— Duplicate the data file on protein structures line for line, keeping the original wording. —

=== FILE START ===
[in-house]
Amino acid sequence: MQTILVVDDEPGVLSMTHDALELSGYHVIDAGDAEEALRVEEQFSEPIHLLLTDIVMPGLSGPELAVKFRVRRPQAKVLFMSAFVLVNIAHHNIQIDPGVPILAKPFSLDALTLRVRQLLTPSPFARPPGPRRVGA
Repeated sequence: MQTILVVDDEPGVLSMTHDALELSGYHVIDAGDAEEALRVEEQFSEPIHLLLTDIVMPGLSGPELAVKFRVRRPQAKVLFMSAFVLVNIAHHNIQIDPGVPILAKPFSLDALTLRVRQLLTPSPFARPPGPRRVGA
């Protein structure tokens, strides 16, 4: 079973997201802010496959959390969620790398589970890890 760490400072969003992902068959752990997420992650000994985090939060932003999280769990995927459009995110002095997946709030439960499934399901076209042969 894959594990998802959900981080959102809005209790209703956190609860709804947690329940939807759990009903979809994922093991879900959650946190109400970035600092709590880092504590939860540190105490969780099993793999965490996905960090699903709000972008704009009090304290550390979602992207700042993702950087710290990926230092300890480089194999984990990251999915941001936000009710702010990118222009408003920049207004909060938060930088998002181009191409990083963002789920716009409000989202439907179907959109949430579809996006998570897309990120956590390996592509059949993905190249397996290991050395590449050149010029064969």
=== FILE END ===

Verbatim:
[in-house]
Amino acid sequence: MQTILVVDDEPGVLSMTHDALELSGYHVIDAGDAEEALRVEEQFSEPIHLLLTDIVMPGLSGPELAVKFRVRRPQAKVLFMSAFVLVNIAHHNIQIDPGVPILAKPFSLDALTLRVRQLLTPSPFARPPGPRRVGA
Repeated sequence: MQTILVVDDEPGVLSMTHDALELSGYHVIDAGDAEEALRVEEQFSEPIHLLLTDIVMPGLSGPELAVKFRVRRPQAKVLFMSAFVLVNIAHHNIQIDPGVPILAKPFSLDALTLRVRQLLTPSPFARPPGPRRVGA
């Protein structure tokens, strides 16, 4: 079973997201802010496959959390969620790398589970890890 760490400072969003992902068959752990997420992650000994985090939060932003999280769990995927459009995110002095997946709030439960499934399901076209042969 894959594990998802959900981080959102809005209790209703956190609860709804947690329940939807759990009903979809994922093991879900959650946190109400970035600092709590880092504590939860540190105490969780099993793999965490996905960090699903709000972008704009009090304290550390979602992207700042993702950087710290990926230092300890480089194999984990990251999915941001936000009710702010990118222009408003920049207004909060938060930088998002181009191409990083963002789920716009409000989202439907179907959109949430579809996006998570897309990120956590390996592509059949993905190249397996290991050395590449050149010029064969």